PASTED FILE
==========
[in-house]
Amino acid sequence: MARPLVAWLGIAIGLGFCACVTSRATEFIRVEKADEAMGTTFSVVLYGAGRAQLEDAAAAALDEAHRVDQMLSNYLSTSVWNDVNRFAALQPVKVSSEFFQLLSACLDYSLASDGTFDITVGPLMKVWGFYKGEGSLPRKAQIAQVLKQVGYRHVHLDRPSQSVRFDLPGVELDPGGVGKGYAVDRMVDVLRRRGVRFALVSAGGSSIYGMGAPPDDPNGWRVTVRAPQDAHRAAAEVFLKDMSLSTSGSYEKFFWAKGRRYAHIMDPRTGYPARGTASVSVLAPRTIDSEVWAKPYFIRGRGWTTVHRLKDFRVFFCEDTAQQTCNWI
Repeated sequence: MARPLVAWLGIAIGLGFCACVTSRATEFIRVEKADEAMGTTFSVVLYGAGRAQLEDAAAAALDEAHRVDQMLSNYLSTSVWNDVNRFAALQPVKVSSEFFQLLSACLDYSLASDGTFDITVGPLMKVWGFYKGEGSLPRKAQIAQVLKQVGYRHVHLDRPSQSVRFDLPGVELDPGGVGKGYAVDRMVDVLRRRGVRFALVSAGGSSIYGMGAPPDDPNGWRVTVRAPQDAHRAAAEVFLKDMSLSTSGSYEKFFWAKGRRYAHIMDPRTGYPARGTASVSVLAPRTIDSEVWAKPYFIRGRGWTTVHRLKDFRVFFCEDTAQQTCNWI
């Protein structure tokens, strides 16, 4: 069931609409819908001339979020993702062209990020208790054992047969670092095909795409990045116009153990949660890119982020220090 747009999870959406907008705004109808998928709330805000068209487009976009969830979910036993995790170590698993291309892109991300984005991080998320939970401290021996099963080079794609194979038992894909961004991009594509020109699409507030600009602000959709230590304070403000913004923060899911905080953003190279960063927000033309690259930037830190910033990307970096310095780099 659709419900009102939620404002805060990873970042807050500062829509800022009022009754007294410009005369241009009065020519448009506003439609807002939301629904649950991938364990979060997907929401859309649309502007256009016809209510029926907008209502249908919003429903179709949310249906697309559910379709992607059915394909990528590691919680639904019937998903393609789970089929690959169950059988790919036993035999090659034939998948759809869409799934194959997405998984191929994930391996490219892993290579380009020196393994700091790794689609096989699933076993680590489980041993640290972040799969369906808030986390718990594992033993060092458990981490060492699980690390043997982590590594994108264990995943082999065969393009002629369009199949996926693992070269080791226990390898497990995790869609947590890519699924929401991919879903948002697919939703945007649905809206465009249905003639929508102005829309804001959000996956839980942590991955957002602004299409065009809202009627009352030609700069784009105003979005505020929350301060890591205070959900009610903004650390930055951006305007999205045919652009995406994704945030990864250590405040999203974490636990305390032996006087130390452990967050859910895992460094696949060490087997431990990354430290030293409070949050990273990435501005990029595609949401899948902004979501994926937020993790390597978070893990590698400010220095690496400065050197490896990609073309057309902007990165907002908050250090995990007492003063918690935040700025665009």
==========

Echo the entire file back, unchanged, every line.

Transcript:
[in-house]
Amino acid sequence: MARPLVAWLGIAIGLGFCACVTSRATEFIRVEKADEAMGTTFSVVLYGAGRAQLEDAAAAALDEAHRVDQMLSNYLSTSVWNDVNRFAALQPVKVSSEFFQLLSACLDYSLASDGTFDITVGPLMKVWGFYKGEGSLPRKAQIAQVLKQVGYRHVHLDRPSQSVRFDLPGVELDPGGVGKGYAVDRMVDVLRRRGVRFALVSAGGSSIYGMGAPPDDPNGWRVTVRAPQDAHRAAAEVFLKDMSLSTSGSYEKFFWAKGRRYAHIMDPRTGYPARGTASVSVLAPRTIDSEVWAKPYFIRGRGWTTVHRLKDFRVFFCEDTAQQTCNWI
Repeated sequence: MARPLVAWLGIAIGLGFCACVTSRATEFIRVEKADEAMGTTFSVVLYGAGRAQLEDAAAAALDEAHRVDQMLSNYLSTSVWNDVNRFAALQPVKVSSEFFQLLSACLDYSLASDGTFDITVGPLMKVWGFYKGEGSLPRKAQIAQVLKQVGYRHVHLDRPSQSVRFDLPGVELDPGGVGKGYAVDRMVDVLRRRGVRFALVSAGGSSIYGMGAPPDDPNGWRVTVRAPQDAHRAAAEVFLKDMSLSTSGSYEKFFWAKGRRYAHIMDPRTGYPARGTASVSVLAPRTIDSEVWAKPYFIRGRGWTTVHRLKDFRVFFCEDTAQQTCNWI
């Protein structure tokens, strides 16, 4: 069931609409819908001339979020993702062209990020208790054992047969670092095909795409990045116009153990949660890119982020220090 747009999870959406907008705004109808998928709330805000068209487009976009969830979910036993995790170590698993291309892109991300984005991080998320939970401290021996099963080079794609194979038992894909961004991009594509020109699409507030600009602000959709230590304070403000913004923060899911905080953003190279960063927000033309690259930037830190910033990307970096310095780099 659709419900009102939620404002805060990873970042807050500062829509800022009022009754007294410009005369241009009065020519448009506003439609807002939301629904649950991938364990979060997907929401859309649309502007256009016809209510029926907008209502249908919003429903179709949310249906697309559910379709992607059915394909990528590691919680639904019937998903393609789970089929690959169950059988790919036993035999090659034939998948759809869409799934194959997405998984191929994930391996490219892993290579380009020196393994700091790794689609096989699933076993680590489980041993640290972040799969369906808030986390718990594992033993060092458990981490060492699980690390043997982590590594994108264990995943082999065969393009002629369009199949996926693992070269080791226990390898497990995790869609947590890519699924929401991919879903948002697919939703945007649905809206465009249905003639929508102005829309804001959000996956839980942590991955957002602004299409065009809202009627009352030609700069784009105003979005505020929350301060890591205070959900009610903004650390930055951006305007999205045919652009995406994704945030990864250590405040999203974490636990305390032996006087130390452990967050859910895992460094696949060490087997431990990354430290030293409070949050990273990435501005990029595609949401899948902004979501994926937020993790390597978070893990590698400010220095690496400065050197490896990609073309057309902007990165907002908050250090995990007492003063918690935040700025665009």